No more separating things. Now, highbrow, middlebrow, lowbrow, and no brow all exist on equal footing. For the first rule of cultural postmodernity is this: “Mix it all together, put a big spoonful in your mouth, and savor the weird and wonderful diversity of flavors.”
Curation, as Fredric Jameson has argued, is the highest form of artistic expression in postmodernism,and an embrace of eclectic mixtures has become the ultimate mark of taste and refinement. The person who elegantly creates the most unexpected and far-flung mix of flavors earns the most cultural capital. The remaining capital goes to anyone who enjoys the mix and gets its references and allusions.
As a result, we’ve come to distrust things that feel like the divided sections of that old TV dinner tray. That’s not an interesting mix. It’s hardly a mix at all. It’s a relic from an older and more rigid time and place, an era where cultural relevance filters were typically on the supply-side and cultural elites at the top had disproportionate influence over what sort of stuff made it through the filter and into our ears, eyes, noses, and bellies.
Today, the old supply-side filters feel increasingly like one of those residual artifacts of history I referenced above. They still exist, but they’ve become less and less effective, as we’ve been overloaded with more and more information. This has forced most of us to do a lot more of our own demand-side filtering–quite a wearying experience for many people.
But it has also taught us to question things, like whether fancy job titles and educational attainment really provide the assurances of quality, legitimacy, and relevance that were attributed to them back in the day. For in the age of the Internet, where almost anyone can share their mix of thoughts with everybody, it’s become difficult to predict where meaningful commentary will come from, what it will look like, and who will be offering it. So it pays to take each bite thoughtfully and with an open mind, rather than rushing straight to judgement. Continue reading “Primates of Park Avenue: A Spoon Full of Sugar Helps the Medicine Go Down…”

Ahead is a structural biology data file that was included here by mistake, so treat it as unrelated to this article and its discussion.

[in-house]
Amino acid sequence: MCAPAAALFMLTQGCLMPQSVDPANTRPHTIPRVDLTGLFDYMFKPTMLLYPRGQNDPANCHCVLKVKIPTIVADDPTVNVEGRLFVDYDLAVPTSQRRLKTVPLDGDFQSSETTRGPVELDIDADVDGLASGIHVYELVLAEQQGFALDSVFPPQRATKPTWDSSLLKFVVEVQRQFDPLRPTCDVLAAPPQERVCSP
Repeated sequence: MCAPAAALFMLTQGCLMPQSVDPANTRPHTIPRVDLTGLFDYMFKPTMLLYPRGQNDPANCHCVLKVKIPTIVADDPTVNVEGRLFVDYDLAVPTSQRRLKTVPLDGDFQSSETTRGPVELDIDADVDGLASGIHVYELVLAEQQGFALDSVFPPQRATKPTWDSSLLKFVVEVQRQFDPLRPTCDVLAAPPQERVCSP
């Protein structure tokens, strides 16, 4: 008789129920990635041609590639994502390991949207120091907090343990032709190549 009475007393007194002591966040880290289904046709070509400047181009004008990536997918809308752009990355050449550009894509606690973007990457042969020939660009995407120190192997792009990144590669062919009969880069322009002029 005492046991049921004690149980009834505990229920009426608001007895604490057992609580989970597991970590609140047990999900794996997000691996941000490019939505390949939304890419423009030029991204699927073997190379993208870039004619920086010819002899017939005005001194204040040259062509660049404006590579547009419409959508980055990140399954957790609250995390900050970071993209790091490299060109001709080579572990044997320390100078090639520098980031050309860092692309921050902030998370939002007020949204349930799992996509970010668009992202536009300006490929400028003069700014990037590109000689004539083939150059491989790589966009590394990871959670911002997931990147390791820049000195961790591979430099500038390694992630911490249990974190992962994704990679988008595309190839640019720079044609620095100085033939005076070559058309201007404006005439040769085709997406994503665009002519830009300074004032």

My brother recently posted the picture below on Facebook. He said it immediately took him back to the Dick Lurie Guitar Studio in Cleveland Heights, Ohio. I knew just what he meant, and so did a bunch of other old musician friends from Cleveland’s east side. For Dick’s store is where we each began our personal journey with the guitar or the bass.
Ben and I studied with Dick himself. Later, my brother also studied with Bill Jeric, who apparently had been a member of the James Gang at some point. Bill was the rock teacher.
Dick, who was probably around 60 at the time, had a long history as a local jazz player and session musician. He was also quite a character. But whatever his eccentricities, you’ve got to give the guy all due respect: He managed to make a career out of music, and that is no small accomplishment.
As for the store, well, I’d say in retrospect that it was more of a front for the guitar lesson business that happened in the back. Over time, I came to realize that there were better places to go looking for guitars (e.g., there’s probably a good blog post to be written about Barry’s Mayfield Music, which wasn’t far from Dick’s studio).
Dick didn’t actually have that huge of a stock of instruments and amps in his shop, and a lot of what he did have wasn’t necessarily top of the line (more Hondo II guitars and Marlboro amps than Gibson, Fender, and Marshall–although he did get a Mesa Boogie combo in there at one point). This was mostly stuff for beginners, and one imagines, stuff where the manufacturers were more willing to offer a store owner favorable credit terms.